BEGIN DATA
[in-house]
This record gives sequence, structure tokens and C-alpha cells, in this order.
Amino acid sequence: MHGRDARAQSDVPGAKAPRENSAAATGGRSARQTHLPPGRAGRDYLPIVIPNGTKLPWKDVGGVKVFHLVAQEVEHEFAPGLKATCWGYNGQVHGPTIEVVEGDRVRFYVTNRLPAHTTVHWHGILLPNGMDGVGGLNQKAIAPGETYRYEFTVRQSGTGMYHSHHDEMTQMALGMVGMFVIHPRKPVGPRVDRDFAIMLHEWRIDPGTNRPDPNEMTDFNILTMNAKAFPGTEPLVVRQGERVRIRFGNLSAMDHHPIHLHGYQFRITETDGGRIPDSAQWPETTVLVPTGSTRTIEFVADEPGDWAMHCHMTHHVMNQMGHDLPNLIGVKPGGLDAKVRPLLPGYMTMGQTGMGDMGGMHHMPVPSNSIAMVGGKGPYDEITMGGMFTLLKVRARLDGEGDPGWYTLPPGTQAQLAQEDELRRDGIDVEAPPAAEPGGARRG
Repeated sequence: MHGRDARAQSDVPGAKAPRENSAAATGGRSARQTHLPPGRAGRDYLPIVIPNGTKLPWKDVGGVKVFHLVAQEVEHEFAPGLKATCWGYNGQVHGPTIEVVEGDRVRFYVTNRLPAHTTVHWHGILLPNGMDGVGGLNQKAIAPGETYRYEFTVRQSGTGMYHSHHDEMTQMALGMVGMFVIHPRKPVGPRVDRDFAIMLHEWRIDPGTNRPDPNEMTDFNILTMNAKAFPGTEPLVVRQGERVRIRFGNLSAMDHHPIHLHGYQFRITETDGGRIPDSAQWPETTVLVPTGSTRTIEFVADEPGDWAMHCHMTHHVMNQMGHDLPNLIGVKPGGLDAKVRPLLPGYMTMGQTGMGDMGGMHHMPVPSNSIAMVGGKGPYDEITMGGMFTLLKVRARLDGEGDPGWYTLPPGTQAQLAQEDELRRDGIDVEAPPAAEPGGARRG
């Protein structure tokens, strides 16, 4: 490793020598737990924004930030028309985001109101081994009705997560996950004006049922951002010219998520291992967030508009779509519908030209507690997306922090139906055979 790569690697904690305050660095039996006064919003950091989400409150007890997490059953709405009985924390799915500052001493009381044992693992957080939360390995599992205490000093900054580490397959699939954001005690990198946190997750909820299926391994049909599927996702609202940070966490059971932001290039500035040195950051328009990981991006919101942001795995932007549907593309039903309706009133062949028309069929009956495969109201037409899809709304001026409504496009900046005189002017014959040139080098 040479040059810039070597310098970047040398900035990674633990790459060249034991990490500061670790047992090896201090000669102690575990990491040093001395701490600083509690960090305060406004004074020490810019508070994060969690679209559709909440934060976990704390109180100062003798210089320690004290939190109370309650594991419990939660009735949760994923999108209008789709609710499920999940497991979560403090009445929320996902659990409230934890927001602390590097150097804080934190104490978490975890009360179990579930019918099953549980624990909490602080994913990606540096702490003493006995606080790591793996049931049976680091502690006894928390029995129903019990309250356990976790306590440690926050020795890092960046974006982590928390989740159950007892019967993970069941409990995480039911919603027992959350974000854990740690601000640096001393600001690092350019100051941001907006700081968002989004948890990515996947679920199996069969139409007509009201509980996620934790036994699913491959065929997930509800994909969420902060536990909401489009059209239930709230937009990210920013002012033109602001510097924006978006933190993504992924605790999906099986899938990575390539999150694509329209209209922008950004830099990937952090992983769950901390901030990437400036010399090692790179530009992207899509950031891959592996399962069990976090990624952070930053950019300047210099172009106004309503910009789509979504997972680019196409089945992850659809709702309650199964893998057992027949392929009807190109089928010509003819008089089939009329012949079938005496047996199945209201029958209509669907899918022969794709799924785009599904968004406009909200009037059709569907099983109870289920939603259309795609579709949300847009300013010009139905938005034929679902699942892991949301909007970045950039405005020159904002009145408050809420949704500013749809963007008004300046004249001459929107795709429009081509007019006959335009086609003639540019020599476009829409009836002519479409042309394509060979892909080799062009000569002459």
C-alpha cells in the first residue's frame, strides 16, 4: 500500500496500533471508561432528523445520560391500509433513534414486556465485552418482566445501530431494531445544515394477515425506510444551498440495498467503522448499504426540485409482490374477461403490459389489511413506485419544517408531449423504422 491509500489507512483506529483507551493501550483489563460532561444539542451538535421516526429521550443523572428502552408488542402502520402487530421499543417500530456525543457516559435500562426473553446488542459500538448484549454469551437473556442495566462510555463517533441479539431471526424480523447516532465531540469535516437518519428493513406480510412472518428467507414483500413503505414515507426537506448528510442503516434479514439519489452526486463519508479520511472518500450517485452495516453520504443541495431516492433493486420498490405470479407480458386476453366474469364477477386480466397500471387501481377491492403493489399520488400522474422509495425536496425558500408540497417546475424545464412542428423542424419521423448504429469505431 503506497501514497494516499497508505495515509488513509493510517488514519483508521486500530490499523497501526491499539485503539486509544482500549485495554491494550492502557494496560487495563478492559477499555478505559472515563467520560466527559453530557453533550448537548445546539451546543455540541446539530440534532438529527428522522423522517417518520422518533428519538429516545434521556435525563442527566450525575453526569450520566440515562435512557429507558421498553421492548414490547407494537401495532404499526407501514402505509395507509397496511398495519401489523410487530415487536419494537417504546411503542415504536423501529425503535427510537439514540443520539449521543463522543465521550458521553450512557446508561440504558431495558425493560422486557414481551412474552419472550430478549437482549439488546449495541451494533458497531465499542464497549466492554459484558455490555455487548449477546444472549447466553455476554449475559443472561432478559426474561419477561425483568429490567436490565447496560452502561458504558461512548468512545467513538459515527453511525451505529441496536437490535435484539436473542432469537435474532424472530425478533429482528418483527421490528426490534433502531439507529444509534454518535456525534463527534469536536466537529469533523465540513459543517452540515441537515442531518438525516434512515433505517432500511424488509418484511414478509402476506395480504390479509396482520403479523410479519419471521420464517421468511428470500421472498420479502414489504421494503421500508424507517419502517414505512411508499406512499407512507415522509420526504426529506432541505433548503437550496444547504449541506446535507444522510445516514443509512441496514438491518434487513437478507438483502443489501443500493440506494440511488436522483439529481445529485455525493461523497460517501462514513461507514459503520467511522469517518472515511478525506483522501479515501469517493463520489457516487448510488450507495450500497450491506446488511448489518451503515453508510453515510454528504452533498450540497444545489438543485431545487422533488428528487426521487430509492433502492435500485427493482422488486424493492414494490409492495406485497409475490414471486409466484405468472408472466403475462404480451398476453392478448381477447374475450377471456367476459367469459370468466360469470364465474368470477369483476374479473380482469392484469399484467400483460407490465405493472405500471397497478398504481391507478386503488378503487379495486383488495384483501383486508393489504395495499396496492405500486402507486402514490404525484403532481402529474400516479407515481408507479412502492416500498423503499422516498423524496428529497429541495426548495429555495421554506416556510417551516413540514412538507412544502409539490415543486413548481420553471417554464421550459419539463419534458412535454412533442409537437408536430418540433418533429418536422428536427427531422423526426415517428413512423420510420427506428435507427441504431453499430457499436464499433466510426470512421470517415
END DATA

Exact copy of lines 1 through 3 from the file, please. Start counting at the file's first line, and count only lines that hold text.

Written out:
[in-house]
This record gives sequence, structure tokens and C-alpha cells, in this order.
Amino acid sequence: MHGRDARAQSDVPGAKAPRENSAAATGGRSARQTHLPPGRAGRDYLPIVIPNGTKLPWKDVGGVKVFHLVAQEVEHEFAPGLKATCWGYNGQVHGPTIEVVEGDRVRFYVTNRLPAHTTVHWHGILLPNGMDGVGGLNQKAIAPGETYRYEFTVRQSGTGMYHSHHDEMTQMALGMVGMFVIHPRKPVGPRVDRDFAIMLHEWRIDPGTNRPDPNEMTDFNILTMNAKAFPGTEPLVVRQGERVRIRFGNLSAMDHHPIHLHGYQFRITETDGGRIPDSAQWPETTVLVPTGSTRTIEFVADEPGDWAMHCHMTHHVMNQMGHDLPNLIGVKPGGLDAKVRPLLPGYMTMGQTGMGDMGGMHHMPVPSNSIAMVGGKGPYDEITMGGMFTLLKVRARLDGEGDPGWYTLPPGTQAQLAQEDELRRDGIDVEAPPAAEPGGARRG